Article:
commandlinefu.com is the place to record those command-line gems that you return to again and again.
Delete that bloated snippets file you've been using and share your personal repository with the world. That way others can gain from your CLI wisdom and you from theirs too. All commands can be commented on, discussed and voted up or down.
If you have a new feature suggestion or find a bug, please get in touch via http://commandlinefu.uservoice.com/
You can sign-in using OpenID credentials, or register a traditional username and password.
First-time OpenID users will be automatically assigned a username which can be changed after signing in.
Every new command is wrapped in a tweet and posted to Twitter. Following the stream is a great way of staying abreast of the latest commands. For the more discerning, there are Twitter accounts for commands that get a minimum of 3 and 10 votes - that way only the great commands get tweeted.
Use your favourite RSS aggregator to stay in touch with the latest commands. There are feeds mirroring the 3 Twitter streams as well as for virtually every other subset (users, tags, functions,…):
Subscribe to the feed for:
it is generally advised to avoid using which(1) whenever possible. which(1) is usually a csh(1) script, or sometimes a compiled binary. It's output is highly variable from operating system to operating system, so platform independent scripts could become quite complicated with the logic. On HP-UX 10.20, for example, it prints "no bash in /path /path /path ..."; on OpenBSD 4.1, it prints "bash: Command not found."; on Debian (3.1 through 5.0 at least) and SuSE, it prints nothing at all; on Red Hat 5.2, it prints "which: no bash in (/path:/path:...)"; on Red Hat 6.2, it writes the same message, but on standard error instead of standard output; and on Gentoo, it writes something on stderr. And given all these differences, it's still variable based on your shell. This is why POSIX is king. See http://mywiki.wooledge.org/BashFAQ/081 for more ways on avoiding which(1).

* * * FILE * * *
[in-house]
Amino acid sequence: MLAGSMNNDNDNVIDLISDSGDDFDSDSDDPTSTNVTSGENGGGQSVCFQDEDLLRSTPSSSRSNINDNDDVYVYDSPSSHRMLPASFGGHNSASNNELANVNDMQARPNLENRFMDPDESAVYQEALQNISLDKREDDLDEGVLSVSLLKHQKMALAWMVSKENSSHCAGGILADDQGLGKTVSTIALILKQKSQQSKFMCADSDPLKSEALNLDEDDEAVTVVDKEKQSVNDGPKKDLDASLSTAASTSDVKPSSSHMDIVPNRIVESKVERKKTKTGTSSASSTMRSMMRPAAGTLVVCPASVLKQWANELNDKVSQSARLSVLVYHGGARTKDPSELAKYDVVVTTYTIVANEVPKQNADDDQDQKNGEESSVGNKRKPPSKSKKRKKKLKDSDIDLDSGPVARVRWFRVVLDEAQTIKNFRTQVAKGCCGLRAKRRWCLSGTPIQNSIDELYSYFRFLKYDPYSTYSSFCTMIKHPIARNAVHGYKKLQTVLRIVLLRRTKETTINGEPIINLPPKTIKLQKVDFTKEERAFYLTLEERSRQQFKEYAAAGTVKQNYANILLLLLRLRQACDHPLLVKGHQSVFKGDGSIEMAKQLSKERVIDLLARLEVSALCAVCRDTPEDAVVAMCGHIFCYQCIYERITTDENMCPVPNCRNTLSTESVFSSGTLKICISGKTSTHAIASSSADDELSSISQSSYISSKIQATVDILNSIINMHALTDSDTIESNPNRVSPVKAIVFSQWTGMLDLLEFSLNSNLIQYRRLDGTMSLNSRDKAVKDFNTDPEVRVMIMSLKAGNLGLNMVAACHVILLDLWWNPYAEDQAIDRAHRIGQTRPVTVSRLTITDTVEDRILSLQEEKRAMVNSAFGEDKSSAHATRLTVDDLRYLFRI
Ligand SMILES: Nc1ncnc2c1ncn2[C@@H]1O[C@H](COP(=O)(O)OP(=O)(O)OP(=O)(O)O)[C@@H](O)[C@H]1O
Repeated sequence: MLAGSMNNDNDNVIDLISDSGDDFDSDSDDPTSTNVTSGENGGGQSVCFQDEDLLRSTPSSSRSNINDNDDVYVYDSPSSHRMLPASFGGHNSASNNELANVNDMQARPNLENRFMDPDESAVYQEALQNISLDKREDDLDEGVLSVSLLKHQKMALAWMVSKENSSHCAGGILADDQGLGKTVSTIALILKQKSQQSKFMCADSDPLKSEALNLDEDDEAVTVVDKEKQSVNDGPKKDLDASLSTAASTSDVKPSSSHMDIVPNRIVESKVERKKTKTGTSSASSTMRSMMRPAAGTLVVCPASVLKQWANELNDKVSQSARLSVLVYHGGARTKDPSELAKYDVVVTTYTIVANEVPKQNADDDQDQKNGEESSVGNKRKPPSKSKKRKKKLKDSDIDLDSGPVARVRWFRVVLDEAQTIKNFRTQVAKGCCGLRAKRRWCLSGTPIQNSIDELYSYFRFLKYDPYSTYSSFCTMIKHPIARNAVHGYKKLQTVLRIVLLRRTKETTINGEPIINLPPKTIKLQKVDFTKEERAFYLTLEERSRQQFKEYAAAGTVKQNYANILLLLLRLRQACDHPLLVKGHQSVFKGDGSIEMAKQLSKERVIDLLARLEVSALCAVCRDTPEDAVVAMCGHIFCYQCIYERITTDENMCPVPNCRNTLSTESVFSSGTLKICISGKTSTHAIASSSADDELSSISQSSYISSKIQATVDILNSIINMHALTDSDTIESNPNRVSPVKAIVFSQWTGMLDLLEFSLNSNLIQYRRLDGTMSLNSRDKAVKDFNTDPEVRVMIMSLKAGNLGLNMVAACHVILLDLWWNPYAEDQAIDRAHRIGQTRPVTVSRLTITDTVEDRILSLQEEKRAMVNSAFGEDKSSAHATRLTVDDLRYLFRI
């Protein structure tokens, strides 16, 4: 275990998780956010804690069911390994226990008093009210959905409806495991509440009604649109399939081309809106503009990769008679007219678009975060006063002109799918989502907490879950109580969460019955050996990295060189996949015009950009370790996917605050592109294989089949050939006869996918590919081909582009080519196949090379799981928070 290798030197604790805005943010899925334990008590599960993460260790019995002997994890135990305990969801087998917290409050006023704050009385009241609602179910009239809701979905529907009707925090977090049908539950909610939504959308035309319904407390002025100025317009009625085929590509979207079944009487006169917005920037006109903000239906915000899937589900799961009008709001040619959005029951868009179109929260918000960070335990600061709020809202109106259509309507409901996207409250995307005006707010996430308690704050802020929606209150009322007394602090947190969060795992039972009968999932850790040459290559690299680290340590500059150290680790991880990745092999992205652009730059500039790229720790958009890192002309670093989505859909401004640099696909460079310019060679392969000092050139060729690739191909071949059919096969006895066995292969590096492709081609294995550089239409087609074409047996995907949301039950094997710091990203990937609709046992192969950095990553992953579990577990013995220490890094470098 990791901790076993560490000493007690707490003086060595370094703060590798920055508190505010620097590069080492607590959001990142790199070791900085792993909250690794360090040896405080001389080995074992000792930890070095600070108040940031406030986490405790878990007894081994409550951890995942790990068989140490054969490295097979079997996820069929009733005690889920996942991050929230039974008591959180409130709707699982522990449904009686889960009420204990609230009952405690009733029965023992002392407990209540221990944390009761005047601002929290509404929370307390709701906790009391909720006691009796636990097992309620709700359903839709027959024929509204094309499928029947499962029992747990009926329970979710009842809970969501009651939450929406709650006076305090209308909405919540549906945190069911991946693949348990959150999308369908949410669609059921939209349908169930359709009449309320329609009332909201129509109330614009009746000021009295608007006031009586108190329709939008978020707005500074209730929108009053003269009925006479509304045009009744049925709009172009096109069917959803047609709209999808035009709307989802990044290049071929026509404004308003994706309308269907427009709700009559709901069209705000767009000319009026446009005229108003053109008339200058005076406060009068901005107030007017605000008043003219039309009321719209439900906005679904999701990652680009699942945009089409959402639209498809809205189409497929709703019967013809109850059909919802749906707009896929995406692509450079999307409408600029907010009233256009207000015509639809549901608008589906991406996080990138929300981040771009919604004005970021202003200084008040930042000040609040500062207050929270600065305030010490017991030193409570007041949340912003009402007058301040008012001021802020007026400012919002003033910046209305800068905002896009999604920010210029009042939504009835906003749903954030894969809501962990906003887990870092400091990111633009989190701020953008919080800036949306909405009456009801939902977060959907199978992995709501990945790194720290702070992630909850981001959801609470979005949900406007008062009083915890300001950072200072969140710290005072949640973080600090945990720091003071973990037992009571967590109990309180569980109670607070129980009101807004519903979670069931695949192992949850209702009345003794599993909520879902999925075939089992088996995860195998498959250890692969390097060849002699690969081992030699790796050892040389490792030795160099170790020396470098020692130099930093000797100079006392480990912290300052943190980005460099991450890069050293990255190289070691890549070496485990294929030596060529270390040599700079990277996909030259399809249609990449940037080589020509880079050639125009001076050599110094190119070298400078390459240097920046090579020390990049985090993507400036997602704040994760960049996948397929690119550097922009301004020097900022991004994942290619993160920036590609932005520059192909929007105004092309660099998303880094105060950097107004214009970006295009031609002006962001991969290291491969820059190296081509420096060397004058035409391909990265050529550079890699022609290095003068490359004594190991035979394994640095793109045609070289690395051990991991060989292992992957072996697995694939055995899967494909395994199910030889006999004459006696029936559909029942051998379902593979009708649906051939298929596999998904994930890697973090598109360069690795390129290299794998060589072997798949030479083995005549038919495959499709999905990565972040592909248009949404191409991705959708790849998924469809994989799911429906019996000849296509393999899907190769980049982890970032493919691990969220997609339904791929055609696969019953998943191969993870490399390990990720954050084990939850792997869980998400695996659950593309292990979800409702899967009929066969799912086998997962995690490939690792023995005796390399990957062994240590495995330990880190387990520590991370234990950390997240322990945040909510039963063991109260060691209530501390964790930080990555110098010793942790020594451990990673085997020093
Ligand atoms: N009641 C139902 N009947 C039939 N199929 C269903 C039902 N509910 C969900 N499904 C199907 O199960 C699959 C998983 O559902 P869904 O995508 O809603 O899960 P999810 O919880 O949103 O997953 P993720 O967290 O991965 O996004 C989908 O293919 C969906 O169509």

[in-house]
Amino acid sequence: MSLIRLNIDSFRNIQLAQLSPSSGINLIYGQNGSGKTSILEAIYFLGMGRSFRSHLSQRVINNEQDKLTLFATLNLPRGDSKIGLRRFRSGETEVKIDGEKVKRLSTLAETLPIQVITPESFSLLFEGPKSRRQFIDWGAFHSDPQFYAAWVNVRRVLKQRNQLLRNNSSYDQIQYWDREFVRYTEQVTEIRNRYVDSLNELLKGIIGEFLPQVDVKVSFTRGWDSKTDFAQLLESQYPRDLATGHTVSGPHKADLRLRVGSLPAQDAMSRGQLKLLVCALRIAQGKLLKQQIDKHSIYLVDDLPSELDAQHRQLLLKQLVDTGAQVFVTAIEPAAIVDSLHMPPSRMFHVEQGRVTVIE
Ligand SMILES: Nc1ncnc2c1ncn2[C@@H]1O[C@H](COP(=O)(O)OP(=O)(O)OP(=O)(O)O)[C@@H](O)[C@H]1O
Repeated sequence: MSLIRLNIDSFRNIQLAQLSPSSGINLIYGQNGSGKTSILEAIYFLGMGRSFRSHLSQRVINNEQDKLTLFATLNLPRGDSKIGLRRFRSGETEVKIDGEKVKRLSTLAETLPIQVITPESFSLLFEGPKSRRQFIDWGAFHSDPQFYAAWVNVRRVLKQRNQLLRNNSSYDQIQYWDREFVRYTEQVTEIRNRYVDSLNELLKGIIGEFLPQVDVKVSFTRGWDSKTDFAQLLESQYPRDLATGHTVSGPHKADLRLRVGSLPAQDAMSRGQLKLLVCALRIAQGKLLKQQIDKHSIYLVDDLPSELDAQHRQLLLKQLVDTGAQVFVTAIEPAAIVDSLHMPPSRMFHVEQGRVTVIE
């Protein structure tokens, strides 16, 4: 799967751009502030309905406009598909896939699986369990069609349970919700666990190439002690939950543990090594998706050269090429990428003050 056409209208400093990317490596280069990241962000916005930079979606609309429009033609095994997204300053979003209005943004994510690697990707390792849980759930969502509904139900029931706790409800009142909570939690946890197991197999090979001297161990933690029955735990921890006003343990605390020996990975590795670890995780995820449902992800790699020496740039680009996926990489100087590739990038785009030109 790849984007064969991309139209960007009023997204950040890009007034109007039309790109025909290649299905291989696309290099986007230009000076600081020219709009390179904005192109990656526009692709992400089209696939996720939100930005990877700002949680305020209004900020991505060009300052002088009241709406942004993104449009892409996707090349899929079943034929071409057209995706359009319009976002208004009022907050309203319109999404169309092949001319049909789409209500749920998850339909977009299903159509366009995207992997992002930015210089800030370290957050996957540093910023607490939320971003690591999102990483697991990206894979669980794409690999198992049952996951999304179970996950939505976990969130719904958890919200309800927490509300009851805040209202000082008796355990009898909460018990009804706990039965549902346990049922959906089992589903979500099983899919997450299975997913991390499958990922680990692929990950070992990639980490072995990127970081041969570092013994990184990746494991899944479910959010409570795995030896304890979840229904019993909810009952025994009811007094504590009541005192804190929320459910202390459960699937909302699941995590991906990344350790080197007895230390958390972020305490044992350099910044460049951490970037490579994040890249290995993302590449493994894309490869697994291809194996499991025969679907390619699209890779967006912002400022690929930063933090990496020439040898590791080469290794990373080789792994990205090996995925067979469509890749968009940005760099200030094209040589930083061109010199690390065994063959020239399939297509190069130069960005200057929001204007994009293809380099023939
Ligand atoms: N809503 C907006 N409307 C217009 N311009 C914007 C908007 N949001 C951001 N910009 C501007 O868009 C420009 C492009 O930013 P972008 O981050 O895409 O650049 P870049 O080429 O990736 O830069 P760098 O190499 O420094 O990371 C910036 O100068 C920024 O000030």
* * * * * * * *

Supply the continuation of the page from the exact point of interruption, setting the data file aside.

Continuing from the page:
There are 9 alternatives - vote for the best!
If you can do better, submit your command here.
You must be signed in to comment.